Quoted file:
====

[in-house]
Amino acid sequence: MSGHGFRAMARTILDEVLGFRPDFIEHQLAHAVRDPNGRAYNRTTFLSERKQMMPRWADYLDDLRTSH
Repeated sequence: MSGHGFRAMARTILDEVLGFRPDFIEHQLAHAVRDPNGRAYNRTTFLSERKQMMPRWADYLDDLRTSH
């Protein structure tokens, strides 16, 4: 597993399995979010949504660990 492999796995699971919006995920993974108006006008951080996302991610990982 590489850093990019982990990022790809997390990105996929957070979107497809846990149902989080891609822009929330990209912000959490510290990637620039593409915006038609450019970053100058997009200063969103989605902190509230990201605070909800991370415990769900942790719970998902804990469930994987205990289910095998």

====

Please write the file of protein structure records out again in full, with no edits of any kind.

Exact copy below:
[in-house]
Amino acid sequence: MSGHGFRAMARTILDEVLGFRPDFIEHQLAHAVRDPNGRAYNRTTFLSERKQMMPRWADYLDDLRTSH
Repeated sequence: MSGHGFRAMARTILDEVLGFRPDFIEHQLAHAVRDPNGRAYNRTTFLSERKQMMPRWADYLDDLRTSH
């Protein structure tokens, strides 16, 4: 597993399995979010949504660990 492999796995699971919006995920993974108006006008951080996302991610990982 590489850093990019982990990022790809997390990105996929957070979107497809846990149902989080891609822009929330990209912000959490510290990637620039593409915006038609450019970053100058997009200063969103989605902190509230990201605070909800991370415990769900942790719970998902804990469930994987205990289910095998």